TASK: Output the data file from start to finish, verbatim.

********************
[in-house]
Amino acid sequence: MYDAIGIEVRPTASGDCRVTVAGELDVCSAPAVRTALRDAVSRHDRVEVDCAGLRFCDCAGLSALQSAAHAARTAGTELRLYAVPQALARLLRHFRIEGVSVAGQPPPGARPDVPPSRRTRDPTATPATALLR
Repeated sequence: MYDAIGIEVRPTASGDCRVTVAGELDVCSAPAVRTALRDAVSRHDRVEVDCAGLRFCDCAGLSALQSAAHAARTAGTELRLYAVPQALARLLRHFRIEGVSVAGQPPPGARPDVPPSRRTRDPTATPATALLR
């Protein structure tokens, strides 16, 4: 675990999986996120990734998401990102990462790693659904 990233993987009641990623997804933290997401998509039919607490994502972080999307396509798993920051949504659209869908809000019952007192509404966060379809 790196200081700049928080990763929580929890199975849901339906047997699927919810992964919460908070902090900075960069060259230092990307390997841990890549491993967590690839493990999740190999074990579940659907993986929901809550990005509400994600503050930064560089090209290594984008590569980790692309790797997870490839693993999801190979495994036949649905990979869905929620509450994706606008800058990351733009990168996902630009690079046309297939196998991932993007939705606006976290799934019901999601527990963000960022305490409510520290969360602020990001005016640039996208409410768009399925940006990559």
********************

[in-house]
Amino acid sequence: MYDAIGIEVRPTASGDCRVTVAGELDVCSAPAVRTALRDAVSRHDRVEVDCAGLRFCDCAGLSALQSAAHAARTAGTELRLYAVPQALARLLRHFRIEGVSVAGQPPPGARPDVPPSRRTRDPTATPATALLR
Repeated sequence: MYDAIGIEVRPTASGDCRVTVAGELDVCSAPAVRTALRDAVSRHDRVEVDCAGLRFCDCAGLSALQSAAHAARTAGTELRLYAVPQALARLLRHFRIEGVSVAGQPPPGARPDVPPSRRTRDPTATPATALLR
């Protein structure tokens, strides 16, 4: 675990999986996120990734998401990102990462790693659904 990233993987009641990623997804933290997401998509039919607490994502972080999307396509798993920051949504659209869908809000019952007192509404966060379809 790196200081700049928080990763929580929890199975849901339906047997699927919810992964919460908070902090900075960069060259230092990307390997841990890549491993967590690839493990999740190999074990579940659907993986929901809550990005509400994600503050930064560089090209290594984008590569980790692309790797997870490839693993999801190979495994036949649905990979869905929620509450994706606008800058990351733009990168996902630009690079046309297939196998991932993007939705606006976290799934019901999601527990963000960022305490409510520290969360602020990001005016640039996208409410768009399925940006990559």